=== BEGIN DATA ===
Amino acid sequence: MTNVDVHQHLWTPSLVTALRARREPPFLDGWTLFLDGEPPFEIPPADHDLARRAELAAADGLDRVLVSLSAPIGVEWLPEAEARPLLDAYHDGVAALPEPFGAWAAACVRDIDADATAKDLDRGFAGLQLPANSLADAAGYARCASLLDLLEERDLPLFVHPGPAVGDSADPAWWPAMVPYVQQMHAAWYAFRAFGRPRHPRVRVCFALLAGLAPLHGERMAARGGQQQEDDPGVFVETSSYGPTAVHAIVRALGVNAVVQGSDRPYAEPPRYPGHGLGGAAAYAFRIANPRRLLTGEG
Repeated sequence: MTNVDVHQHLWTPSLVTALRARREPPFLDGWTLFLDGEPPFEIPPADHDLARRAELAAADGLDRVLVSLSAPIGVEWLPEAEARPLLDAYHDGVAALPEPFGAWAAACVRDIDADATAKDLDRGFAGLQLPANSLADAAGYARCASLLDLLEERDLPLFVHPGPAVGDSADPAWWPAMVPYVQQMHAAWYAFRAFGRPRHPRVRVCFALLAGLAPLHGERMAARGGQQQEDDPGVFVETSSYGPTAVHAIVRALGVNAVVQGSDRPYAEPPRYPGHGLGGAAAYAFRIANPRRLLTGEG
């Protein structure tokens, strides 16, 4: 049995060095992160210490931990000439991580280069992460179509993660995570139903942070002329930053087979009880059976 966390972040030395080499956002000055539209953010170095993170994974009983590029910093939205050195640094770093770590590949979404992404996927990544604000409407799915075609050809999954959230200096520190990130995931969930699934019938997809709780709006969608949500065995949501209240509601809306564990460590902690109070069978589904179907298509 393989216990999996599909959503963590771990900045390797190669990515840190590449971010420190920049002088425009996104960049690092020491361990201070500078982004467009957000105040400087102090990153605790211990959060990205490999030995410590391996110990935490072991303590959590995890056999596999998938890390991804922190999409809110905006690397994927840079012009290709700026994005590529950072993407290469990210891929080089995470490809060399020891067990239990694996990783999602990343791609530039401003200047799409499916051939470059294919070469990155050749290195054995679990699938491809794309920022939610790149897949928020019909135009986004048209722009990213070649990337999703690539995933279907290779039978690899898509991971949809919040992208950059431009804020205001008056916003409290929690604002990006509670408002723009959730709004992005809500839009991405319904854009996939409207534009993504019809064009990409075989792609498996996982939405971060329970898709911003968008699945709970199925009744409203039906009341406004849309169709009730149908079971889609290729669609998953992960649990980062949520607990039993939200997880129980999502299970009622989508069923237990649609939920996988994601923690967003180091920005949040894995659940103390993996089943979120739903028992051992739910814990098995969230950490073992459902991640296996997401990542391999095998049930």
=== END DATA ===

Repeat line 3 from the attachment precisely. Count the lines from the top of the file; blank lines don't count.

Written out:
């Protein structure tokens, strides 16, 4: 049995060095992160210490931990000439991580280069992460179509993660995570139903942070002329930053087979009880059976 966390972040030395080499956002000055539209953010170095993170994974009983590029910093939205050195640094770093770590590949979404992404996927990544604000409407799915075609050809999954959230200096520190990130995931969930699934019938997809709780709006969608949500065995949501209240509601809306564990460590902690109070069978589904179907298509 393989216990999996599909959503963590771990900045390797190669990515840190590449971010420190920049002088425009996104960049690092020491361990201070500078982004467009957000105040400087102090990153605790211990959060990205490999030995410590391996110990935490072991303590959590995890056999596999998938890390991804922190999409809110905006690397994927840079012009290709700026994005590529950072993407290469990210891929080089995470490809060399020891067990239990694996990783999602990343791609530039401003200047799409499916051939470059294919070469990155050749290195054995679990699938491809794309920022939610790149897949928020019909135009986004048209722009990213070649990337999703690539995933279907290779039978690899898509991971949809919040992208950059431009804020205001008056916003409290929690604002990006509670408002723009959730709004992005809500839009991405319904854009996939409207534009993504019809064009990409075989792609498996996982939405971060329970898709911003968008699945709970199925009744409203039906009341406004849309169709009730149908079971889609290729669609998953992960649990980062949520607990039993939200997880129980999502299970009622989508069923237990649609939920996988994601923690967003180091920005949040894995659940103390993996089943979120739903028992051992739910814990098995969230950490073992459902991640296996997401990542391999095998049930």